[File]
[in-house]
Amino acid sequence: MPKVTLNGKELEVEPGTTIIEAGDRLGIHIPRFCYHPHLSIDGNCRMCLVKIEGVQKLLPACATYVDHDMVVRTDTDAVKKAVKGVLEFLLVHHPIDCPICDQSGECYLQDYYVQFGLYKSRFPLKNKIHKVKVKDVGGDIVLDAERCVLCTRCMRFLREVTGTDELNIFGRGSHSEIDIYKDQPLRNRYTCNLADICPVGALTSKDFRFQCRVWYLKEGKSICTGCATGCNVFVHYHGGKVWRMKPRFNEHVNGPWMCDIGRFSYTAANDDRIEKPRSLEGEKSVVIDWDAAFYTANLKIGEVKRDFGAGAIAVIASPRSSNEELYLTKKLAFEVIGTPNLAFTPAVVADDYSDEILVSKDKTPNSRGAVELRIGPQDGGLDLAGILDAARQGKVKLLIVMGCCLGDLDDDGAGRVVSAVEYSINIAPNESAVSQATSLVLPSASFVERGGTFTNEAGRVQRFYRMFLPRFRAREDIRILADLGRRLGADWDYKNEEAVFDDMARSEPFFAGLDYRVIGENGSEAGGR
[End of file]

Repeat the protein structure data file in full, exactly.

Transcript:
[in-house]
Amino acid sequence: MPKVTLNGKELEVEPGTTIIEAGDRLGIHIPRFCYHPHLSIDGNCRMCLVKIEGVQKLLPACATYVDHDMVVRTDTDAVKKAVKGVLEFLLVHHPIDCPICDQSGECYLQDYYVQFGLYKSRFPLKNKIHKVKVKDVGGDIVLDAERCVLCTRCMRFLREVTGTDELNIFGRGSHSEIDIYKDQPLRNRYTCNLADICPVGALTSKDFRFQCRVWYLKEGKSICTGCATGCNVFVHYHGGKVWRMKPRFNEHVNGPWMCDIGRFSYTAANDDRIEKPRSLEGEKSVVIDWDAAFYTANLKIGEVKRDFGAGAIAVIASPRSSNEELYLTKKLAFEVIGTPNLAFTPAVVADDYSDEILVSKDKTPNSRGAVELRIGPQDGGLDLAGILDAARQGKVKLLIVMGCCLGDLDDDGAGRVVSAVEYSINIAPNESAVSQATSLVLPSASFVERGGTFTNEAGRVQRFYRMFLPRFRAREDIRILADLGRRLGADWDYKNEEAVFDDMARSEPFFAGLDYRVIGENGSEAGGR